I’m roughly halfway through my training for the 30K trail run. I began slow training in late January, and official training in February, so I’m counting this first day of spring as the official halfway point. Like anything, there’s been a lot of ups and downs, and life getting in the way, but I’m amazed at how strong I feel and the level of endurance I’ve built up in eight short weeks. Case in point:
Last year, I trained for the 12K version of the same race, having never run more than 3 miles (at once) in my life. Our first long run was at a nearby park, and it was 4 miles. I mentally prepared for the run all week, psyching myself up. It was so brutal. Breathing hurt, my legs were heavy, and my mind was a mess. All I could do was whisper encouragement to myself every step and shuffle along. I made it all four miles without stopping, and afterwards I almost collapsed, half in pain, half in glory. I was so proud of myself – running 4 whole miles seemed like an unthinkable task, even for an experienced hiker like myself.
Today headed to the same nearby park for my long run – 12 miles. The first four miles blew by, as I glided through the forest, taking in all the plants and blue sky. My mind was clear as I called out the names of all my friends as I passed them by – painted buckeye, yucca, moss, lichen, christmas fern, sweet gum, loblolly, muscadine, elm, RIVER CANE! My thoughts were pleasant and breathing felt no different than when walking. I mused about how far away that first 4 mile run seems, yet it was less than one year ago.
I don’t think running is for everyone – truthfully, I don’t even think it’s for me. My knees ache all the time. After the race, I know I won’t run again until fall. And I’m ok with that. The training is about more than the running. It’s about how testing your limits can transform your mind. When I used to run, all I could think about was it being over, how much longer, how much it sucked. Now when I run my mind is open, curious. That’s the attitude I hope to carry through the rest of my training.
For interested parties: here are the more technical ups-and-downs of training so far.
- I experienced a very quick build-up of my endurance. By week three on the chart above, I had no trouble breathing, even when running uphill. Running uphill used to kill me, but now I can easily maintain a steady climb for half a mile or so with no trouble.
- I was feeling completely lethargic before I started training, and I have noticed a boost in my energy despite the fact that I’m doing more in my daily life now than I did all winter.
- With the extended (3+ month) training plan, I’ve eased up a lot on the restrictions I used to set for myself. No more, “I MUST run 8 miles today.” If life was too busy, or I didn’t feel well, I skipped or scaled back. I don’t feel guilty, because in the grand scheme of 16 weeks of training, one run is inconsequential.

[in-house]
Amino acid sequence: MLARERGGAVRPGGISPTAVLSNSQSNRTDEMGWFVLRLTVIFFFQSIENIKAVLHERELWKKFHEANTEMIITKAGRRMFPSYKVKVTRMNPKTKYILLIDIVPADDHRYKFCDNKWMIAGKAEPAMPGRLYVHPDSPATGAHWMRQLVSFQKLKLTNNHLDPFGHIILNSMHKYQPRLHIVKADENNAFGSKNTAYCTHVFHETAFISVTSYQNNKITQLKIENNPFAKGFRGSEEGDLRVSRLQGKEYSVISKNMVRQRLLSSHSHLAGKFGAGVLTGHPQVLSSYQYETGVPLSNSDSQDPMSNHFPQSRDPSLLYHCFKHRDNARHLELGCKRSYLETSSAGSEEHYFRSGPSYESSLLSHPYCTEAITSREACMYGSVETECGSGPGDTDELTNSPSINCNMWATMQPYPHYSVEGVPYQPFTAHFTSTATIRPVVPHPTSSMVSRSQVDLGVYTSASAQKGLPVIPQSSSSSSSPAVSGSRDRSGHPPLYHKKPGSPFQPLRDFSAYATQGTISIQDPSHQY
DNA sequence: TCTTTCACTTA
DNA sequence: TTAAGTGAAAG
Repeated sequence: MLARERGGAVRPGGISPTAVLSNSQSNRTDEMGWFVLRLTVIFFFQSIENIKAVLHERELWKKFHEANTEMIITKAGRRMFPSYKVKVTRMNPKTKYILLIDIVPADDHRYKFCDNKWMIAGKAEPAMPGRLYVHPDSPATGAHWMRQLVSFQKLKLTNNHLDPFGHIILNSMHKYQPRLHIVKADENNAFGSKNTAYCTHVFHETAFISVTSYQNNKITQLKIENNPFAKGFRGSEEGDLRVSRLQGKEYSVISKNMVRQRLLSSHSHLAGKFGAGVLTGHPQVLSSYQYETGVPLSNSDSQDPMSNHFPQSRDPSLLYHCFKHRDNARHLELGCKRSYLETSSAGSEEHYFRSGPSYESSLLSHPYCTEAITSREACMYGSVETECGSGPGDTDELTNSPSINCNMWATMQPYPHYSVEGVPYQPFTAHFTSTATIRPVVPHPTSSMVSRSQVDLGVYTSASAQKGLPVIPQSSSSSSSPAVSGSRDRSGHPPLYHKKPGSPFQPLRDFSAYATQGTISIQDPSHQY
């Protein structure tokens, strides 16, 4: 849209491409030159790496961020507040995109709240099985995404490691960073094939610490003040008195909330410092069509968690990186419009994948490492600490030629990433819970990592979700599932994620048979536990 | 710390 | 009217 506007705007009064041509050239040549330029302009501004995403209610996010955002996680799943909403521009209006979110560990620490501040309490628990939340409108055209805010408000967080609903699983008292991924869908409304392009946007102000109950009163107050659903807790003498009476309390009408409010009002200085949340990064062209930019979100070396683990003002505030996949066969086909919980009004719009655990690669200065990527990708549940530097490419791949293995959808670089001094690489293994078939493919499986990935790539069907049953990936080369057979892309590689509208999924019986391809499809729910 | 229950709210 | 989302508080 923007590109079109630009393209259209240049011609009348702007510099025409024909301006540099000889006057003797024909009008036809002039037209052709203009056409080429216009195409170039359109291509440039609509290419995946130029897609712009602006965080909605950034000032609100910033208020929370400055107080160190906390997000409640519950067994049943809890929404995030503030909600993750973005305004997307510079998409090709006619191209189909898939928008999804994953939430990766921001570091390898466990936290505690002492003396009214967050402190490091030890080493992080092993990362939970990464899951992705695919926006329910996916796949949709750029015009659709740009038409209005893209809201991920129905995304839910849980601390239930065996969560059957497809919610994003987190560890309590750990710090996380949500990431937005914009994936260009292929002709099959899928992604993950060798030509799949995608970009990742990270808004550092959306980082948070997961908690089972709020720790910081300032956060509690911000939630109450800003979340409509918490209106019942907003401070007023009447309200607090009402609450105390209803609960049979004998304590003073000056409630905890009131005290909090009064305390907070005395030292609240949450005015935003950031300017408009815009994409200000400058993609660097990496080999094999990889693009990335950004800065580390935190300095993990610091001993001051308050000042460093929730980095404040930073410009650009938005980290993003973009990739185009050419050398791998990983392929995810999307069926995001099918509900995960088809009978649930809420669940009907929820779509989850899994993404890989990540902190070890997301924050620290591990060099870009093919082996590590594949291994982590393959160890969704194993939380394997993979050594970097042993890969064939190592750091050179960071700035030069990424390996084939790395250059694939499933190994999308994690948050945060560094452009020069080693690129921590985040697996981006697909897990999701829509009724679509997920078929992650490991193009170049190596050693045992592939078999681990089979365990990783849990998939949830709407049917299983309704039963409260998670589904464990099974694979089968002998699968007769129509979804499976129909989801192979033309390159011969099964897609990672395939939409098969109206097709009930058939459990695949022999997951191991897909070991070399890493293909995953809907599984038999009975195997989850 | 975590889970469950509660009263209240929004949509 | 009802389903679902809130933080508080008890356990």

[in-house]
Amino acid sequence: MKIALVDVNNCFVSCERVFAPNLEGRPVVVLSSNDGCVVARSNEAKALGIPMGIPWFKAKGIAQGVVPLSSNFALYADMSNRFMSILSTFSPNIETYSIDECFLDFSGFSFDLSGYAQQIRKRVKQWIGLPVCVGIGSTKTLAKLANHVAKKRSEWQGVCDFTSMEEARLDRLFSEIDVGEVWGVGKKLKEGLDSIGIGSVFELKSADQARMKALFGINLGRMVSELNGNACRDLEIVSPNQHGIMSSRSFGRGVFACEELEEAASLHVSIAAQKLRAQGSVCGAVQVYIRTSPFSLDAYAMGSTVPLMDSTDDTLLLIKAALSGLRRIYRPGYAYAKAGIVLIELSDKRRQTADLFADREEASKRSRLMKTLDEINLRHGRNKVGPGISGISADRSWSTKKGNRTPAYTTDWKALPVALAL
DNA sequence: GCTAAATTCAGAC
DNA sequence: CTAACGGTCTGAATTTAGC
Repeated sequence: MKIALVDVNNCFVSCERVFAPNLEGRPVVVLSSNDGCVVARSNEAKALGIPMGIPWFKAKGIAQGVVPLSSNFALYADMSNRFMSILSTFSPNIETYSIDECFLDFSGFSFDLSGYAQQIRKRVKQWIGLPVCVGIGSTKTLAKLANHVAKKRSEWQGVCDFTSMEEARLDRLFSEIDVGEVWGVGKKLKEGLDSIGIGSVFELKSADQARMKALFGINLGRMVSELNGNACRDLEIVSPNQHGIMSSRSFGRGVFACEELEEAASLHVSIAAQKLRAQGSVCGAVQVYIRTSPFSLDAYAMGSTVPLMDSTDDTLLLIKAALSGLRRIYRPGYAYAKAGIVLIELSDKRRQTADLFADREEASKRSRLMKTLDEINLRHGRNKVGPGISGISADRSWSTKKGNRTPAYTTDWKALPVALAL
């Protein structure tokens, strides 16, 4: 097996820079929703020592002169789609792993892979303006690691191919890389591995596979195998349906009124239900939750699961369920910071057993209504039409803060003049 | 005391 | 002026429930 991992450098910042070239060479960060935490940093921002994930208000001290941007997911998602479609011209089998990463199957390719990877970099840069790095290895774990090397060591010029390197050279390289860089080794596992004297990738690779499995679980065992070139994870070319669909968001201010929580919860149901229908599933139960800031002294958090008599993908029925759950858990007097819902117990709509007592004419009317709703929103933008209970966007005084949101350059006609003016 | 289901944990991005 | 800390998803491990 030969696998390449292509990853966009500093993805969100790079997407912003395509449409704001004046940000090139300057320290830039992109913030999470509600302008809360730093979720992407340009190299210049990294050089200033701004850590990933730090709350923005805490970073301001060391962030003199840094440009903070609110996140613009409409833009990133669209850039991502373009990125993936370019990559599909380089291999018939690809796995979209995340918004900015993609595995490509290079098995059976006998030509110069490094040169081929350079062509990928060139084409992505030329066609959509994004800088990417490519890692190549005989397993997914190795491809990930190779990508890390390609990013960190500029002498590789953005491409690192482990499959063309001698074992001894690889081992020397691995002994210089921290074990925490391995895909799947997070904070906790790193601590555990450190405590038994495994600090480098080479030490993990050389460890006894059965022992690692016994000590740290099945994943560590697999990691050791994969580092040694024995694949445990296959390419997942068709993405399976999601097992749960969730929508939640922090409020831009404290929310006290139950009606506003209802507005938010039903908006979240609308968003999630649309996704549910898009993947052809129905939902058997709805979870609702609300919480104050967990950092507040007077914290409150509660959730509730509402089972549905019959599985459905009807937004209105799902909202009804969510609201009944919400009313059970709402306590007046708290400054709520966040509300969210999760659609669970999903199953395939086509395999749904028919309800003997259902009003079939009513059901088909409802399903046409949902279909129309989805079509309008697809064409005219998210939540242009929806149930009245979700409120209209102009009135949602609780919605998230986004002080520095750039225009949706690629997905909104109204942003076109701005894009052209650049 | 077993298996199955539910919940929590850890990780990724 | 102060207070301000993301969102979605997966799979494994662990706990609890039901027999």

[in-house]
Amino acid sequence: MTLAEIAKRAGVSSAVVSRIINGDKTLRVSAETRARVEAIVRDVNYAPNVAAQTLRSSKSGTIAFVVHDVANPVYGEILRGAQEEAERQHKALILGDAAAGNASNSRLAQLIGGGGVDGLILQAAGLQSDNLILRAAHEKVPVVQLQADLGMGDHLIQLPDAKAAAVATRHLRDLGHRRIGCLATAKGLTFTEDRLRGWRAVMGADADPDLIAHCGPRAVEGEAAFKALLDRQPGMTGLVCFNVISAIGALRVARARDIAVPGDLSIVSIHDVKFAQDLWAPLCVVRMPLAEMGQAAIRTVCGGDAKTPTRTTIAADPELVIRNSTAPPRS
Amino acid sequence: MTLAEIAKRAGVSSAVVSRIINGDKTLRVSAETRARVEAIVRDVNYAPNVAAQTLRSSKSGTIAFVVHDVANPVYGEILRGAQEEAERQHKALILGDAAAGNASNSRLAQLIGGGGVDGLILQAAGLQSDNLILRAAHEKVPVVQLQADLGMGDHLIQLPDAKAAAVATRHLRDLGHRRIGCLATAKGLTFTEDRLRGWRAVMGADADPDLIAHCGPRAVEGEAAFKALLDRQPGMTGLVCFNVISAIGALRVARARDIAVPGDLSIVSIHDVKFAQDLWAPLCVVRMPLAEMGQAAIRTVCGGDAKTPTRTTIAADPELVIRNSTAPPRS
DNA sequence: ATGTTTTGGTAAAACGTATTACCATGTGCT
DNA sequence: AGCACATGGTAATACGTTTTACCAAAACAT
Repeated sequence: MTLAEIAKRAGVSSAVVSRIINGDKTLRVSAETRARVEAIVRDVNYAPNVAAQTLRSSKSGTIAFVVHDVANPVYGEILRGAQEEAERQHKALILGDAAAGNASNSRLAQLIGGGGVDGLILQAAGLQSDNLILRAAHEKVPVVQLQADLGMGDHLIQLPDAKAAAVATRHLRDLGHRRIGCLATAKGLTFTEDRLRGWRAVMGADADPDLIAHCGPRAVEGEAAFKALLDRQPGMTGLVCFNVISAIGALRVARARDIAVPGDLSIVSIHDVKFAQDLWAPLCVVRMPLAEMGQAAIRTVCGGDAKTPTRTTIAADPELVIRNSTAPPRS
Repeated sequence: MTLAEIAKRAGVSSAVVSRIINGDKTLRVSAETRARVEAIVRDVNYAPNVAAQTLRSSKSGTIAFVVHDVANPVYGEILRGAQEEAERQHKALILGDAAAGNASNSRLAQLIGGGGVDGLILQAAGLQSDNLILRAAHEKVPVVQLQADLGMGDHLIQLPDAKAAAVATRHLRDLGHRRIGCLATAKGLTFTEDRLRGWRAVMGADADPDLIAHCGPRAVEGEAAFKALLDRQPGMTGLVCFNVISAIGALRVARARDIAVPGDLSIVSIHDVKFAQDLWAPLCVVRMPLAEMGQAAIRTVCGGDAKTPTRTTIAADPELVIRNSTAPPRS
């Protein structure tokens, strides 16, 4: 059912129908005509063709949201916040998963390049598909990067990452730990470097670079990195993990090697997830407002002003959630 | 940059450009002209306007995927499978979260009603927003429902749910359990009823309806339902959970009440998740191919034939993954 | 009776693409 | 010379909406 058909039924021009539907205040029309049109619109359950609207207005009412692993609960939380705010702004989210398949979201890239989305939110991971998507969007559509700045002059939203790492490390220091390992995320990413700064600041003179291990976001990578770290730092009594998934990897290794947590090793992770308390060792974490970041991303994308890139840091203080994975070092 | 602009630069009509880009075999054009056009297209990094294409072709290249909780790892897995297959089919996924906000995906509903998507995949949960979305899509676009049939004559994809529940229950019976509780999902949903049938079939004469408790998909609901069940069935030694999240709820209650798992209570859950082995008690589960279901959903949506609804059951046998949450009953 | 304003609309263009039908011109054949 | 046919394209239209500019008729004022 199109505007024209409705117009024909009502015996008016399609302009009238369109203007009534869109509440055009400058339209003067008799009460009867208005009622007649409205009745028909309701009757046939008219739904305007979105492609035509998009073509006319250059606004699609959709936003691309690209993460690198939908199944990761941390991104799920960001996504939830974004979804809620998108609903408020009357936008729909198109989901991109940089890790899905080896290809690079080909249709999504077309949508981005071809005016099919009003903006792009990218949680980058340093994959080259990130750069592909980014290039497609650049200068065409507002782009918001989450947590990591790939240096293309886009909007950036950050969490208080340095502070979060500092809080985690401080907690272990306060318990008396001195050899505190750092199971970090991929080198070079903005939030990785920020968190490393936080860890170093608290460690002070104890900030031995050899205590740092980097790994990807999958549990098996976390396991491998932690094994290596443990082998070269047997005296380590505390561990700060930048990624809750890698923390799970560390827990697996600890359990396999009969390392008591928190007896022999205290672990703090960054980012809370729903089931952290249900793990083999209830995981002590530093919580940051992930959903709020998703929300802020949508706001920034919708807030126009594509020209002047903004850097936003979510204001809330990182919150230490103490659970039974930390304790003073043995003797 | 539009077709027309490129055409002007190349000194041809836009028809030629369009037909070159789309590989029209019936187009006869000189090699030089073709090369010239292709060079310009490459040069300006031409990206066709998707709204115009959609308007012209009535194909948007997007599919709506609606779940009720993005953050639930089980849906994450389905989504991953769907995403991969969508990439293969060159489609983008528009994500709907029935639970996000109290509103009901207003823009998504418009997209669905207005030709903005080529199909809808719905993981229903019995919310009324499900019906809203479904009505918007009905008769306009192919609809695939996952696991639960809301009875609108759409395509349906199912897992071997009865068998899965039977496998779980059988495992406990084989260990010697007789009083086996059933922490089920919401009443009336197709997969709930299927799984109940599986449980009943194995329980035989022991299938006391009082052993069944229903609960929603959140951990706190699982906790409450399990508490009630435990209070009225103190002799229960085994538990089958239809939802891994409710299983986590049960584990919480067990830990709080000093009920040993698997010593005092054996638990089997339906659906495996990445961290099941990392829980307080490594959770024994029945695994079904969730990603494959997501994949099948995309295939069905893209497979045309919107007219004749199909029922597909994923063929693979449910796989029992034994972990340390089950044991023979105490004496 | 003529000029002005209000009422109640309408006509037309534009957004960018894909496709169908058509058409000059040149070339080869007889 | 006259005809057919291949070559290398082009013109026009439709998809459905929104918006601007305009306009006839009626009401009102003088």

- I really haven’t been doing my cross-training for lack of time. I should have been more realistic with myself – I knew I wasn’t going to do hill training and fartleks. I’m happy enough to just show up for my regular runs. I know this kind of training makes you stronger and faster, but I’m not approaching this race competitively, so I’m not concerned about making some specific time. I just want to finish without getting hurt.
- Same with lifting and climbing. I’ve just been too busy, but I do plan to start climbing now that we’re settled into the new apartment and live within biking distance of the climbing gym.
- I have sustained my yoga practice on top of training, practicing strength and core in place of cross-training. I think that counts. The importance of cross-training is not only becoming stronger, but it also decreases your likelihood of getting hurt. I’ve noticed that since I now have a daily yoga practice, I rarely get cramps (used to get them almost every run).
- I am eating ALL THE FOOD. I didn’t anticipate the sheer amount of caloric intake all this running was going to require. Since I eat a low calorie-density diet (mostly veggies, fruits, and legumes), I’ve had to either eat obscene amounts of these foods (i.e. 3 apples or 1 lb of carrots in one sitting) or start eating more carbs. I’ve gone the carb route, although I am grazing on produce all day. I’m eating either five small meals or three large meals/ two substantial snacks a day. I’d guess between 3000-3500 calories. You have to understand – it’s not just the running. I often hike 5 miles during the work day, perform 2 hours of manual labor gardening/ working on home improvement projects after I get home, walk to and from work every day, and ride my bike to run errands.
- The knee pain. I suspect it’s weak hips and shitty road-running shoes. I have classic runner’s knee. I’m getting new road-runners this week, and have added hip stretches and strengthening into my daily yoga. I feel so pathetic though to be 26 years old and have so much knee trouble. During my runs, it’s a dull ache that sets in around mile 5, but then I have pain through the rest of the day. I’m icing.
- The amount of time I spend running is bordering on annoying. I never considered that I’d be dedicating two hours on a couple work nights, plus 3-6 hours on the weekend, to running. Pre-run stretch, run, post-run stretch, ice. On the weekends, I drive up to two hours each way to a trail. All this time is cutting into my homestead chores, and blogging! I blame the running on the lack of blogging!
Overall – first half of training is a success. Today was the first day I actually felt like I could run this 30K.